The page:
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Wednesday, November 25, 2009

Huzzahs!

No, this is not the beginning of a "walk in to a bar" joke:

Jewish and Muslim scholars protest English city's deletion of "Christmas" from city Christmas light display.

Executive Director of the from the Woolf Institute of Abrahamic Faiths, Dr Edward Kessler, who is Jewish, said: "'people of all faiths in this country should recognise that such developments are a curb on all our religious freedoms. Whatever affects one directly, affects all indirectly. If Christmas lights cannot be named as such how can the religious festivals celebrated by Muslims, Jews, Hindus and so on be openly celebrated? If restrictions are only imposed on Christian festivals (for the time being), the interfaith endeavour is threatened."

Prof. Kessler's Muslim counterpart is downright acidic:

Muslim colleague Dawud Bone, Stone Ashdown Director of the Centre for the Study of Muslim – Jewish Relations at the Woolf Institute said: "To call this political correctness would be to flatter those who have arrived at this policy. I am unaware of any academic research that suggests anyone of any faith is offended by Christmas lights. They are therefore responding to a problem that almost certainly does not exist and in doing so they are creating a greater problem. I believe actions such as this can only damage community cohesion and reduce the respect individuals have for each other's faiths."

A hat-tip and thanks to you both!

[H/t to the incomparable Mark Steyn.]

Tuesday, November 24, 2009

Of solid rock.

One thing that can't be said of Matthew Stafford: the rookie from Georgia lacks guts.

The man gets his shoulder separated and still comes back in on the next play to throw the winning touchdown (thanks, Eric Mangini!).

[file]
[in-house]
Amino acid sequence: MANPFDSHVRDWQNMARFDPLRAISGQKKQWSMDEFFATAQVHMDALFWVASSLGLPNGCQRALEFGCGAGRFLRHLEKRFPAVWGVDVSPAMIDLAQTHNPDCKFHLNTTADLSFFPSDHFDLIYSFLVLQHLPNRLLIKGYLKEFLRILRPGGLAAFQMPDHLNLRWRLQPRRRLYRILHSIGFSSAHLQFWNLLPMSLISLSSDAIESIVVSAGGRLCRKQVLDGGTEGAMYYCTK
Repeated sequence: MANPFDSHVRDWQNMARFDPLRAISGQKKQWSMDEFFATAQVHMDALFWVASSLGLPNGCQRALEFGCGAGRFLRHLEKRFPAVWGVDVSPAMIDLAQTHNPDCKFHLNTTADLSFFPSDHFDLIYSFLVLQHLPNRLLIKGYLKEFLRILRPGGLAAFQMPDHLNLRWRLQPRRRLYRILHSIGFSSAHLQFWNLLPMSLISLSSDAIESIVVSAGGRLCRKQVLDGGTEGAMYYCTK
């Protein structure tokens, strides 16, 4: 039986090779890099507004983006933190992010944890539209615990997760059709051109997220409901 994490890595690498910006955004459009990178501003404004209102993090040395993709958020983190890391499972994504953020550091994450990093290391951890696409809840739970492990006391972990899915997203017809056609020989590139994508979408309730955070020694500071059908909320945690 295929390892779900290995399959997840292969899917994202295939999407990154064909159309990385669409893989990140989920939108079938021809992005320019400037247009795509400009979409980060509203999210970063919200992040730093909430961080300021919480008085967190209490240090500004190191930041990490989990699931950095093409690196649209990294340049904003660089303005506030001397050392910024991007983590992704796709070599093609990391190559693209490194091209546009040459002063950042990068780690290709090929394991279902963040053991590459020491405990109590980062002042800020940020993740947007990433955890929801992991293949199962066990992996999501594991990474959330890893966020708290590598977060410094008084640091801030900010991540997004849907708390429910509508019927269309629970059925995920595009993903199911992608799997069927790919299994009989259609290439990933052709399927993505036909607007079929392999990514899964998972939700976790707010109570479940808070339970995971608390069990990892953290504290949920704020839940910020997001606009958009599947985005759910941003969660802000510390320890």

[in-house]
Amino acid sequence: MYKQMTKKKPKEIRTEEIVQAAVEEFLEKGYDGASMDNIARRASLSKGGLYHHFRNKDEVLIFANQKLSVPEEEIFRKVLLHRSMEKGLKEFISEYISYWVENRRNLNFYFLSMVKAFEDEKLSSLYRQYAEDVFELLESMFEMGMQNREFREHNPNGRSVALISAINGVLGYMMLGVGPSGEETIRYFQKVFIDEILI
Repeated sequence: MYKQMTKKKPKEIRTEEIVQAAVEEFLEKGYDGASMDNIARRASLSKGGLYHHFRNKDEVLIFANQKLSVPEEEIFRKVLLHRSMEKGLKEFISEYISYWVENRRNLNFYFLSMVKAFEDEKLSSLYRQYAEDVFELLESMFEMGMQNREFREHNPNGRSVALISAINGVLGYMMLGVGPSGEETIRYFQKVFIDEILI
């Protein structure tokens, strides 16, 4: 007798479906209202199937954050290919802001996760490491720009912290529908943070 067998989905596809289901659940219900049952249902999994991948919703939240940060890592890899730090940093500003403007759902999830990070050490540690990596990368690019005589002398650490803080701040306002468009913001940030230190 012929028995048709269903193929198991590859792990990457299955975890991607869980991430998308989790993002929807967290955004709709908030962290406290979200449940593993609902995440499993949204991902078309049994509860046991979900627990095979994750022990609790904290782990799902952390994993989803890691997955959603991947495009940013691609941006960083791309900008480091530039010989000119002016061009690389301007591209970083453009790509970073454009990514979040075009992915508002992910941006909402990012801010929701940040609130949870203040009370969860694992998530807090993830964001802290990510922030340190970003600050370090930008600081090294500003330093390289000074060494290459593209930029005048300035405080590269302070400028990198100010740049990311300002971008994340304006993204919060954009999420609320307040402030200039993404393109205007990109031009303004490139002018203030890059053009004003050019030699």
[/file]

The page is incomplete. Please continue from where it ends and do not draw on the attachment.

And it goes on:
The latest in a line of would-be franchise saviors, Stafford is faced with the unenviable task of cleaning up after the Millen-ium, eight years of Peter Principle-confirming horror which culminated in numbers which need no further explanation: 0-16.

He looks like he's game to try.

Yeah, I know it was against the Browns, a strikingly awful team in its own right. I mean, who the hell blows a three touchdown lead against the Lions?

But it's much easier being a Lions fan than a Dawg-Pounder this week. I'll take it.

I'd also take the chance to actually see them in a game they could theoretically win, if it's not too much trouble in a farging economy featuring 30% unemployment downtown and 18% in the metro area. Big Al Beaton, the dean of Lions blogging, was rather more direct in his critique of the blackout rules, culminating in the memorable "Die in a fire, [Roger] Goodell!" A more restrained approach can be seen at his new gig here.

Is Sunday's win a turning point? Nah, probably not--turning points involve beating good teams, rivals. And we've seen plenty of fool's gold draft choices with flashy games, then nothing, over the past decade. But now, at least, there's some evidence that both the coaching staff and front office are capable of processing clues. That's a start.

[Eventually, I'll get around to my Michigan Wolverines post-mortem. It will involve repeated uses of the word "purgatorial."]

Monday, November 23, 2009

Fan. Tastic.

Oops.

I forgot the "Effin" in the middle.

The five men facing trial in the Sept. 11 attacks will plead not guilty so that they can air their criticisms of U.S. foreign policy, the lawyer for one of the defendants said Sunday.
Scott Fenstermaker, the lawyer for accused terrorist Ali Abd al-Aziz Ali, said the men would not deny their role in the 2001 attacks but "would explain what happened and why they did it."


A great moment for our nation, the opportunity to listen to mass murderers lecture us from the stand.

A shameful decision.

Thursday, November 19, 2009

Mad busy.

Which, given the post immediately beneath this one, is a good thing.

Nevertheless, I'd be remiss if I didn't note the unveiling of yet another joint blog I'm joining,

"Almost Chosen People." It covers the history of America from the first explorers to the end of Reconstruction, featuring such knowledgable bloggers as Donald McClarey and Paul Zummo.

Tolle, lege.